What I did do was I wrote a letter. I wrote a letter to a dear friend who was Jewish. I had celebrated her Bat Mitzvah with her, I had been to synagogue with her. I’d eaten latkes at her kitchen table and played dreidel on the floor of her living room. And all I was certain of then was that I loved her, and because I loved her I wanted her to know what I knew. I thought if I could just tell her about Jesus, if I could just explain it the right way, then maybe she too would know Him. That she might know that Jesus loved her, too. I thought maybe she too could feel the fire.
I’m sure I don’t have to tell you how terribly wrong this went. The fire of my torch, unchecked and ungraceful, burned her in places I do not even know.
What I do have to tell you is that, years later as I think back on this, what sticks with me most is grace. And forgiveness. But not mine. Because while I’m fuzzy on the details of our friendship immediately following this drama, I’m confident in our friendship now. This friend offered me forgiveness in this hardest of places, and has lived out what it means to be merciful to each other, merciful to me.
While I was so busy trying to make her see Jesus in me, Jesus made himself visible to me in her.
I’ve been reading a bunch of Peter Pan stories with the kids lately. Renee vacillates between only answering to Peter Pan, and then wanting desperately to be Tinker Bell. She is loving the fantasy of flying, of pirates and sword fights, and good triumphing over evil. There is this part in the story where Peter Pan is trying to teach Wendy how to fly. The famous line, of course, is that all it takes is “faith, trust, and pixie dust.” With a dash of pixie dust Wendy is nudged off the cliff, but lands clumsily on the ground without ever taking flight. The verdict is that she lacks the faith and trust to fly. No amount of pixie dust was going to get her off the ground. For so many years, I thought that if I wasn’t flying, if my prayers weren’t being answered, if my words and actions weren’t changing hearts for the Gospel, it wasn’t because I was lacking pixie dust. I was certain it meant that my faith and trust were not strong enough. And so I tried harder. I believed harder. I burned stronger.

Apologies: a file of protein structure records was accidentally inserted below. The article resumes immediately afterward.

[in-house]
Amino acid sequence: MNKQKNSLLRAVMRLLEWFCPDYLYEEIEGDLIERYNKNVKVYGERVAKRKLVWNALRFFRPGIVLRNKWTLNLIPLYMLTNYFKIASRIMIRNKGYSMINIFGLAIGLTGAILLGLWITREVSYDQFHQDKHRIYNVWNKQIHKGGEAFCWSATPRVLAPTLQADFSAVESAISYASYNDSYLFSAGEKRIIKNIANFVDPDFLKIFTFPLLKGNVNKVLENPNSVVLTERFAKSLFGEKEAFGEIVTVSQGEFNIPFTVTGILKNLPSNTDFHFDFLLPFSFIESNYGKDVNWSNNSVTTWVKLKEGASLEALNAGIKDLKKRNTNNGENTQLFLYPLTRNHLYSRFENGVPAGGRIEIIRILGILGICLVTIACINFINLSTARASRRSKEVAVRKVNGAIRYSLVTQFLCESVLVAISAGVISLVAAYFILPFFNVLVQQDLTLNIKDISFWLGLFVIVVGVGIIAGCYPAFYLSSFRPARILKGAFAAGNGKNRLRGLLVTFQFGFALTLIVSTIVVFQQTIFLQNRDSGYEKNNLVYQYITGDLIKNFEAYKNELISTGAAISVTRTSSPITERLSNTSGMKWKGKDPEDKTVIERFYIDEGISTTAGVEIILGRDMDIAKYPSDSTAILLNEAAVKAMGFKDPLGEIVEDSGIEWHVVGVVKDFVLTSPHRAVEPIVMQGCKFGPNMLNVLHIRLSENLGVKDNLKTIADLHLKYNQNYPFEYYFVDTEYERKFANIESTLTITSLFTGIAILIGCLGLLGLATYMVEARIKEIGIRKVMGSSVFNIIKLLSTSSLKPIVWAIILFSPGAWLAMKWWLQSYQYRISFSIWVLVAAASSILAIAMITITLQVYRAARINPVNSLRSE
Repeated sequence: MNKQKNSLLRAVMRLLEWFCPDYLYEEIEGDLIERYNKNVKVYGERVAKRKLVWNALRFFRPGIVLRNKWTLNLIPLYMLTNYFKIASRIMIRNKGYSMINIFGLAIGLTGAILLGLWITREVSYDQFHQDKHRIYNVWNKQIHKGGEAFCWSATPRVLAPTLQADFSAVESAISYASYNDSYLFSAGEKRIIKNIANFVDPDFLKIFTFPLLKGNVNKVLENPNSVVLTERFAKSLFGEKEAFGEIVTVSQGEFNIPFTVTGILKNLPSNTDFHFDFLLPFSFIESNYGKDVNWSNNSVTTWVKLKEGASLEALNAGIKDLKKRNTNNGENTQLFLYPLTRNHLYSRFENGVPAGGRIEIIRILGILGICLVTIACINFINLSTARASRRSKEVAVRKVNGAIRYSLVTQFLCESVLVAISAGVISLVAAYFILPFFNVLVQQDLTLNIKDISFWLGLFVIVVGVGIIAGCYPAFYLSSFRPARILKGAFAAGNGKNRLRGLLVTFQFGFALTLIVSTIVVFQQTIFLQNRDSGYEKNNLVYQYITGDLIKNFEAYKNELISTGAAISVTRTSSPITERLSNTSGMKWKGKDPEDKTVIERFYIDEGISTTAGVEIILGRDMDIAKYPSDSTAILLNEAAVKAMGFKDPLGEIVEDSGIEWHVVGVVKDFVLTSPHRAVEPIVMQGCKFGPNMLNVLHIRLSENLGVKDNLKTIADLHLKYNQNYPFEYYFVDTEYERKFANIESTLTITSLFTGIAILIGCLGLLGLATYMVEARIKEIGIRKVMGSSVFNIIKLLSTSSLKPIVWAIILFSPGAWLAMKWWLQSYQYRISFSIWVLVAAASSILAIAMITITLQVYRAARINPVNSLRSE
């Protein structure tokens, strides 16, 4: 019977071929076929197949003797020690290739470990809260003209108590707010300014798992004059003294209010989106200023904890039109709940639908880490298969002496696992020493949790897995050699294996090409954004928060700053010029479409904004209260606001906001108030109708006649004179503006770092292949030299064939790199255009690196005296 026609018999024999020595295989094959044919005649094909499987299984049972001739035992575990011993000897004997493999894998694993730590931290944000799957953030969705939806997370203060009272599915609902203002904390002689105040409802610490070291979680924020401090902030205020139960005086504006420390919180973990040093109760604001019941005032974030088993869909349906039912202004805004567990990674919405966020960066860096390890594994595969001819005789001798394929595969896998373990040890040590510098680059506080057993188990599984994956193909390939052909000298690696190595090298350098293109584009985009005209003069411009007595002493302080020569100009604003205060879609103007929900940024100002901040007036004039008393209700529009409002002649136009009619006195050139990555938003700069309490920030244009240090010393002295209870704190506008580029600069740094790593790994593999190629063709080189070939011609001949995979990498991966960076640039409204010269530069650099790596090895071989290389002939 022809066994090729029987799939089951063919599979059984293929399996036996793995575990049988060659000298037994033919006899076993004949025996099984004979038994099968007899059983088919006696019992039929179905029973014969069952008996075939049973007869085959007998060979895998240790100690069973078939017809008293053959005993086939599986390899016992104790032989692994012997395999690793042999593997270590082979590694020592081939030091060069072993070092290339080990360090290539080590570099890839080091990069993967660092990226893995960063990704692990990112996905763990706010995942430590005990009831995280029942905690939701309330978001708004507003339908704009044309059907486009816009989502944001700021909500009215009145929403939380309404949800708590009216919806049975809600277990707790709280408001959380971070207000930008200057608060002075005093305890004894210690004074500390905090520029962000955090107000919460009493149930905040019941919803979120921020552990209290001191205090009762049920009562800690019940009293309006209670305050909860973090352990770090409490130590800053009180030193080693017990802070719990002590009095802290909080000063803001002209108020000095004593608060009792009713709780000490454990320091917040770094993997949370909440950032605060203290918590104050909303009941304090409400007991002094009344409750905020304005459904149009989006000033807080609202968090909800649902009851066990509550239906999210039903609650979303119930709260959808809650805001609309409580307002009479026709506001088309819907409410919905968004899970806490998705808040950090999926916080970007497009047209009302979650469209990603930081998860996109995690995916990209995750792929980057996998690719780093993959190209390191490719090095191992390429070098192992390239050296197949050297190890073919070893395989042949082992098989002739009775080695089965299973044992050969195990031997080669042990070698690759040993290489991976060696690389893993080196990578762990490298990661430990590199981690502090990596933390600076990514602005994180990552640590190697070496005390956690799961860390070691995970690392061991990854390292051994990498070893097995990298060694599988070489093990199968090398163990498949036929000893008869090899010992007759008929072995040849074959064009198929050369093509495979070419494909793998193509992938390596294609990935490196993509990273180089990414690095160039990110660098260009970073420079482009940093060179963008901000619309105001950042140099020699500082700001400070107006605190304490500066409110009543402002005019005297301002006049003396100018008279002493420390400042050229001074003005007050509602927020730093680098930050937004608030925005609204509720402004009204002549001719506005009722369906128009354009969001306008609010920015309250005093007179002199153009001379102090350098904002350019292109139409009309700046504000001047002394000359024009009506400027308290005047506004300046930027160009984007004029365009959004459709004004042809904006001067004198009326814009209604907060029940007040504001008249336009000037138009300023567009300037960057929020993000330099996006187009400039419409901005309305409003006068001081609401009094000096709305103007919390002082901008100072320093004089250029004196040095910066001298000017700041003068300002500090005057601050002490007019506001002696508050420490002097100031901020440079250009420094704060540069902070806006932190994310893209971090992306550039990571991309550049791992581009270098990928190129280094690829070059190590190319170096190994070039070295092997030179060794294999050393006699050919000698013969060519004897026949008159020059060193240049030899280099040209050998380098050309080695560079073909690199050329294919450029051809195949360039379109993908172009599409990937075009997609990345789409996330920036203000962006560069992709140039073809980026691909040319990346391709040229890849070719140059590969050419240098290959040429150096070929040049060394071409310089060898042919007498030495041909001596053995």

God’s story of redemption has very little to do with me. His fire is magic, and is not mine to hold, but only to worship.
What I know now, that I didn’t then, is that the world is a lot more gray than I could ever imagine. What I know now is that I have a lot more questions than I do answers, and that’s ok. What I know now is that the only answer I’m certain of, the only thing I know I can count on for sure, is Love. And that Love is Jesus. The rest? Those are just details. And I’ll leave that up to God.
“One day Moses was tending the flock of his father-in-law, Jethro, the priest of Midian. He led the flock far into the wilderness and came to Sinai, the mountain of God. There the angel of the LORD appeared to him in a blazing fire from the middle of a bush. Moses stared in amazement. Though the bush was engulfed in flames, it didn’t burn up.” -Exodus 3:1,2